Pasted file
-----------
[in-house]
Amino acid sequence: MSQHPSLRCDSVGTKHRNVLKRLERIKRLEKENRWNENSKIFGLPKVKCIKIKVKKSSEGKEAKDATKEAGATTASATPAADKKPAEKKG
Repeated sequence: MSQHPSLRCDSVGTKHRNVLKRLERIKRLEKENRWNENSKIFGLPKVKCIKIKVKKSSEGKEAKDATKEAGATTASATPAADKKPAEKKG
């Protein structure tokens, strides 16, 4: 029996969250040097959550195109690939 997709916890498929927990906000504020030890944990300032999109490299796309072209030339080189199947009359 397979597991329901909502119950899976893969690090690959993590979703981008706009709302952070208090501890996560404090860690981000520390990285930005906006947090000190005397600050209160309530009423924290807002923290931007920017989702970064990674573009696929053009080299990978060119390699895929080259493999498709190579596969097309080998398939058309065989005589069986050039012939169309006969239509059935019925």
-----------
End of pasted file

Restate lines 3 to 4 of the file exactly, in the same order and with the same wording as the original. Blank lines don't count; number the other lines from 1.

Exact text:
Repeated sequence: MSQHPSLRCDSVGTKHRNVLKRLERIKRLEKENRWNENSKIFGLPKVKCIKIKVKKSSEGKEAKDATKEAGATTASATPAADKKPAEKKG
């Protein structure tokens, strides 16, 4: 029996969250040097959550195109690939 997709916890498929927990906000504020030890944990300032999109490299796309072209030339080189199947009359 397979597991329901909502119950899976893969690090690959993590979703981008706009709302952070208090501890996560404090860690981000520390990285930005906006947090000190005397600050209160309530009423924290807002923290931007920017989702970064990674573009696929053009080299990978060119390699895929080259493999498709190579596969097309080998398939058309065989005589069986050039012939169309006969239509059935019925």